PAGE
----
Rutland County Council has clarified a decision by multi-agency partners that the Light and Life event will close on Thursday (24 June 2021) and the site will be vacated on Friday (25 June 2021) as originally planned by the event organisers. 

The Council has reviewed the event plans and risk assessments and made recommendations to the event organisers for improvements to the running of the event. 

Councillor Oliver Hemsley, Leader of Rutland County Council, explains: “This is not an ideal situation, and we are certainly not happy that we have had to retrofit processes to ensure the safe running of this event for attendees and our community. 

“We have two main issues that the Council and its partners, particularly the Police, are currently handling. The first being the safe running of the event, including ensuring it is operated within Covid-19 regulations and that traffic, noise and waste is managed appropriately.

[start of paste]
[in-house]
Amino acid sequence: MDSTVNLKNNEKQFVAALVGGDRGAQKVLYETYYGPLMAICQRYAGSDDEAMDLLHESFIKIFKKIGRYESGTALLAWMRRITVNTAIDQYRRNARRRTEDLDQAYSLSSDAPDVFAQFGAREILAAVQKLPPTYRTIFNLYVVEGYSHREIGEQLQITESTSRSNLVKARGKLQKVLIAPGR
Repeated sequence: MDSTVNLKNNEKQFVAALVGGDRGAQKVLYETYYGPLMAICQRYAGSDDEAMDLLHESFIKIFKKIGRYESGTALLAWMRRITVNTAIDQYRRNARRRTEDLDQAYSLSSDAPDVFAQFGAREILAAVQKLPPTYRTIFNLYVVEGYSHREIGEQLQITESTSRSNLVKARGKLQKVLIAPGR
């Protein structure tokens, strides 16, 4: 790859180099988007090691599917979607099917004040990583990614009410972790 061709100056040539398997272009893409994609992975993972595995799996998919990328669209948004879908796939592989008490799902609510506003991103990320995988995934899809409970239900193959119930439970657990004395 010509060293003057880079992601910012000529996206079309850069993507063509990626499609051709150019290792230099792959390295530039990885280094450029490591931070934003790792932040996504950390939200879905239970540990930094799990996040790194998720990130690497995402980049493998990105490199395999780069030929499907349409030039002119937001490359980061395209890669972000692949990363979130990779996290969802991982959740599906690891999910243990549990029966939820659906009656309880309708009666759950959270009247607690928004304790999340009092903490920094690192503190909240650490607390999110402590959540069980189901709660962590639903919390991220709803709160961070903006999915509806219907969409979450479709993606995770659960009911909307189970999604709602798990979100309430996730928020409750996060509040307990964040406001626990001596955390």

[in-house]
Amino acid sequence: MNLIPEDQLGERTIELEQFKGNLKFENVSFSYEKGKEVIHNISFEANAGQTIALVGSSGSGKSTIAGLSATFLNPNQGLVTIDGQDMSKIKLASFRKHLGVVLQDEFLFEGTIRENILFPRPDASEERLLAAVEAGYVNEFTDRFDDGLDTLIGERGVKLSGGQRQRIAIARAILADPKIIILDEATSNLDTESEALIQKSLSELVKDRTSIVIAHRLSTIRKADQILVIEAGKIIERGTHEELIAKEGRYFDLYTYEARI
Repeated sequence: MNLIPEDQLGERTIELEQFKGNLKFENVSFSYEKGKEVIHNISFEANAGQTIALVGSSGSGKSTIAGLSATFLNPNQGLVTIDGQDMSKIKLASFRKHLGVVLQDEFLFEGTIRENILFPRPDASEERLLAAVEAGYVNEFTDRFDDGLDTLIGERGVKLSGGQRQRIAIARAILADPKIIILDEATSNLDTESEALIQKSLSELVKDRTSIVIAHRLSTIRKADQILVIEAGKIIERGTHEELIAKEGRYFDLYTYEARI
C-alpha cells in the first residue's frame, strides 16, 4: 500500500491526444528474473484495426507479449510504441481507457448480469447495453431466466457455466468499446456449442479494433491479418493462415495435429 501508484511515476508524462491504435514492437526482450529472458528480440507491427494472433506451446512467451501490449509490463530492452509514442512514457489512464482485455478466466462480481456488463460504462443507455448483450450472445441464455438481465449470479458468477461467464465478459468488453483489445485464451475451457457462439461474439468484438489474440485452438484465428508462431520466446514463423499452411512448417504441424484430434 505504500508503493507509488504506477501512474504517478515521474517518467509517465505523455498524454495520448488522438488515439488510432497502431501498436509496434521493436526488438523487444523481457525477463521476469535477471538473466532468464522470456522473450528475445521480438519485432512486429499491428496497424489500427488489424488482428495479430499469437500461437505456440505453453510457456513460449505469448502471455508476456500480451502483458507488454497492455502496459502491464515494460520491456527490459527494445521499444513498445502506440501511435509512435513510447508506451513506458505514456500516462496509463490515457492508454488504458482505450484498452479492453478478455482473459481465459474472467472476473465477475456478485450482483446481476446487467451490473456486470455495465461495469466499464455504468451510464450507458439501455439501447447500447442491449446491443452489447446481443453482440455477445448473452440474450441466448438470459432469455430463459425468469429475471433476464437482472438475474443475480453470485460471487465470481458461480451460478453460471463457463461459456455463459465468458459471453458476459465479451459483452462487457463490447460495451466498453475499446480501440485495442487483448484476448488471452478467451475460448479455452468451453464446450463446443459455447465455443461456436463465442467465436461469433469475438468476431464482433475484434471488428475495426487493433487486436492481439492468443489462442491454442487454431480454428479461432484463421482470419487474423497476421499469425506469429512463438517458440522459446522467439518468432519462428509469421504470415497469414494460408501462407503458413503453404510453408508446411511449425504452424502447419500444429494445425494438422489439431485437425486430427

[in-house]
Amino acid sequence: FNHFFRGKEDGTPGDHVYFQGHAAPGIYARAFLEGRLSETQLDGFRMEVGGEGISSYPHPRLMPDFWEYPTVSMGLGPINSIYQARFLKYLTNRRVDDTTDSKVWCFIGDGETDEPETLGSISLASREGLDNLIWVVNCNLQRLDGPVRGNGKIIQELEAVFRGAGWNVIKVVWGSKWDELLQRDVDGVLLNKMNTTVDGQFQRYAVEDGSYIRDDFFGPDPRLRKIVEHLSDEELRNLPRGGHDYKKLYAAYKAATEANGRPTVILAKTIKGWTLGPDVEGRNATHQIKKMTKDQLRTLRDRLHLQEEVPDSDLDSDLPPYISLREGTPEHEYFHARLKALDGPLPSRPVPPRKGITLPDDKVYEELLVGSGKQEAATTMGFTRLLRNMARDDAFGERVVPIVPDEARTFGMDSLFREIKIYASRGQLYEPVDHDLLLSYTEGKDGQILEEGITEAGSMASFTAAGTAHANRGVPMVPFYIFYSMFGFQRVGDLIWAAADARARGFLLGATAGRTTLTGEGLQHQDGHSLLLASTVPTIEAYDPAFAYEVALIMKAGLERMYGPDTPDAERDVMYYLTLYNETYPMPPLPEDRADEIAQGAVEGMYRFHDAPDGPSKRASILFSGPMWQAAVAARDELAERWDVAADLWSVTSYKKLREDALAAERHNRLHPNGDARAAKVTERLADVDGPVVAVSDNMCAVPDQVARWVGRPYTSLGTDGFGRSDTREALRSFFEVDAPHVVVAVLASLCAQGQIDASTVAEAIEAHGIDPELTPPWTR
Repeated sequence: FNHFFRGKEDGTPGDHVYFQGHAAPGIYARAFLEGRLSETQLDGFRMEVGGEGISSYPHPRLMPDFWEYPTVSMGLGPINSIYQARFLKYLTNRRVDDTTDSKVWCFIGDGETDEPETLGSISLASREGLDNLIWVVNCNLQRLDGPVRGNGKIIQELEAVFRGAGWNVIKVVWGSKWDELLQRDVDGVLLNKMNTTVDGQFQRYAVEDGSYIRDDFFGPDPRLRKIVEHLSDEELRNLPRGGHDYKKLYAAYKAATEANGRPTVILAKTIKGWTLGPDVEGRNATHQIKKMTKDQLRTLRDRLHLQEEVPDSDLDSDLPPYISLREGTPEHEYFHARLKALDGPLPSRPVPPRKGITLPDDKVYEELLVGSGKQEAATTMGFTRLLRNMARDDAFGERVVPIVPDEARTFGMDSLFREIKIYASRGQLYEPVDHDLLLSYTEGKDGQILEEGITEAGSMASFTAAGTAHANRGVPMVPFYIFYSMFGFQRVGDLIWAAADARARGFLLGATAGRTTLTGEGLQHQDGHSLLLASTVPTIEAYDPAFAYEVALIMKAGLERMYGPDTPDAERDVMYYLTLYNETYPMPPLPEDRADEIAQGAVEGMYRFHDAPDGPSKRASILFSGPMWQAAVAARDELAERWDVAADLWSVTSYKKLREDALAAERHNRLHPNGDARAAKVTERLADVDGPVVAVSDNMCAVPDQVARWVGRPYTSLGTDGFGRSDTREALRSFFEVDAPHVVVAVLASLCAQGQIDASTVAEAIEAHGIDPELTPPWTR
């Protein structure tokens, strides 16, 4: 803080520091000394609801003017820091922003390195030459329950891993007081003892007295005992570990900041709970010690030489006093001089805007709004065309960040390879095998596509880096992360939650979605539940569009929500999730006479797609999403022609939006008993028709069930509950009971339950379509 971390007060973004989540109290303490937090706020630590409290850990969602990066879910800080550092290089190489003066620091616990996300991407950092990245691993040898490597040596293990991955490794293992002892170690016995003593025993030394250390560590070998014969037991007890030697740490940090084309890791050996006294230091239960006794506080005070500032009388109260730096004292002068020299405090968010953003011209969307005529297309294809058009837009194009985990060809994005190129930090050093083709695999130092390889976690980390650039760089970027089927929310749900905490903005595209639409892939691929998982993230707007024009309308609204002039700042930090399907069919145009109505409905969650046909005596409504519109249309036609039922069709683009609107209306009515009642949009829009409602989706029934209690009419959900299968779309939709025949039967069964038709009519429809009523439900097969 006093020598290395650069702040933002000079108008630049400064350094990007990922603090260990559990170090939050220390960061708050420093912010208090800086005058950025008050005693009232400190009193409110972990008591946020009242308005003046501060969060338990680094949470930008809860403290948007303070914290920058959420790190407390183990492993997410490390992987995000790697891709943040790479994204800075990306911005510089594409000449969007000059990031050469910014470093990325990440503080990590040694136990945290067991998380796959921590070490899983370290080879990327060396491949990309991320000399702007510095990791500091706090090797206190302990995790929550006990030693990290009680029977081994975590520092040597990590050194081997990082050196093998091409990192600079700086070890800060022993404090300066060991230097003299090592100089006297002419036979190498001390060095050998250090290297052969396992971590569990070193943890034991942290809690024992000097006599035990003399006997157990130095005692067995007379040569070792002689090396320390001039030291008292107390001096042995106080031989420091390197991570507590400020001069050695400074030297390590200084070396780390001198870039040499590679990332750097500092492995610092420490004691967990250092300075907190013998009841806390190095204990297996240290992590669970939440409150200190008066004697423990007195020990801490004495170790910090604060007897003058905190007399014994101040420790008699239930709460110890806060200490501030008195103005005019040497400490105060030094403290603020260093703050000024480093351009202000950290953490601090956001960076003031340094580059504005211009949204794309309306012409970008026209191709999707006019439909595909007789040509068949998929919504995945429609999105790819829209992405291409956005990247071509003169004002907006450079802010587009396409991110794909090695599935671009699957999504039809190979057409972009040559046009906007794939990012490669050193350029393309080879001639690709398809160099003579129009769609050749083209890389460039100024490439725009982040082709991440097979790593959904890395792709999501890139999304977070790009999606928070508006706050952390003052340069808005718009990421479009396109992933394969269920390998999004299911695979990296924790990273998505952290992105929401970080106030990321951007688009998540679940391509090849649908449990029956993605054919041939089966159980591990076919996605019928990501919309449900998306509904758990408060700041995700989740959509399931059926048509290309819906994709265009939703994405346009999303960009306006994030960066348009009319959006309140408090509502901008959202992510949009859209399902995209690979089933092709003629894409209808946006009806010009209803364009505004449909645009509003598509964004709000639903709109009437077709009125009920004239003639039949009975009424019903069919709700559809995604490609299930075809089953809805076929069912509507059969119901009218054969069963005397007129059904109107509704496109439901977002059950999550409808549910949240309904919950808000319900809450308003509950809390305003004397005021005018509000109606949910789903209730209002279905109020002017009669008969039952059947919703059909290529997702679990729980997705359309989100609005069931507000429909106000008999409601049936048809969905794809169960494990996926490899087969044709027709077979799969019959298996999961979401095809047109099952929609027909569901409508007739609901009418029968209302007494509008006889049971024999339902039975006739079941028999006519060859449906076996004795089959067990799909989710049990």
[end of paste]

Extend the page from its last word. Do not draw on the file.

“The second is around a small, yet significantly impactful group of attendees which have chosen to disrespect our community. As a result, the Council and Police are having to manage the immediate impact of these attendees and will continue to do so to protect our community until the site is vacated on Friday.

“Allowing the site to be vacated on Friday, as originally planned by the event organisers, means the Council and its partners can develop and put in place plans to enable the safe departure of all attendees, minimising impact on our roads and infrastructure, ensuring attendees move on to their next destination, whether home or another event, without delay.”